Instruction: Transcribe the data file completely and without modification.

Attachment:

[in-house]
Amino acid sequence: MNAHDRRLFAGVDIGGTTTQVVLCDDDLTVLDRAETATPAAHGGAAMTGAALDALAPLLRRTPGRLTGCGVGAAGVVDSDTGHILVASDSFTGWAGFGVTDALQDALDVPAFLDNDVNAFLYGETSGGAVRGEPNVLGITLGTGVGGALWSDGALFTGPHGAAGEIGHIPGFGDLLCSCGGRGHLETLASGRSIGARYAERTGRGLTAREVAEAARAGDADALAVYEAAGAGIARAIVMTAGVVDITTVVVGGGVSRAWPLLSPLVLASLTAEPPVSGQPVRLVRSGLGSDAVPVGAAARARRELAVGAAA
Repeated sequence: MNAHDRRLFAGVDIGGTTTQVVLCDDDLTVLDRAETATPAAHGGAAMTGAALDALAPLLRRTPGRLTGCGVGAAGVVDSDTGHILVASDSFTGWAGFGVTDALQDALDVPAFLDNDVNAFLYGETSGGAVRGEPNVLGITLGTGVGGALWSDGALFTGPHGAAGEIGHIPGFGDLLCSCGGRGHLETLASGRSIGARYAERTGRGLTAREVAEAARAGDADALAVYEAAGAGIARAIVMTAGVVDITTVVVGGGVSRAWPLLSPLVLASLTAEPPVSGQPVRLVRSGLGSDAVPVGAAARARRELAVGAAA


[in-house]
Amino acid sequence: MNAHDRRLFAGVDIGGTTTQVVLCDDDLTVLDRAETATPAAHGGAAMTGAALDALAPLLRRTPGRLTGCGVGAAGVVDSDTGHILVASDSFTGWAGFGVTDALQDALDVPAFLDNDVNAFLYGETSGGAVRGEPNVLGITLGTGVGGALWSDGALFTGPHGAAGEIGHIPGFGDLLCSCGGRGHLETLASGRSIGARYAERTGRGLTAREVAEAARAGDADALAVYEAAGAGIARAIVMTAGVVDITTVVVGGGVSRAWPLLSPLVLASLTAEPPVSGQPVRLVRSGLGSDAVPVGAAARARRELAVGAAA
Repeated sequence: MNAHDRRLFAGVDIGGTTTQVVLCDDDLTVLDRAETATPAAHGGAAMTGAALDALAPLLRRTPGRLTGCGVGAAGVVDSDTGHILVASDSFTGWAGFGVTDALQDALDVPAFLDNDVNAFLYGETSGGAVRGEPNVLGITLGTGVGGALWSDGALFTGPHGAAGEIGHIPGFGDLLCSCGGRGHLETLASGRSIGARYAERTGRGLTAREVAEAARAGDADALAVYEAAGAGIARAIVMTAGVVDITTVVVGGGVSRAWPLLSPLVLASLTAEPPVSGQPVRLVRSGLGSDAVPVGAAARARRELAVGAAA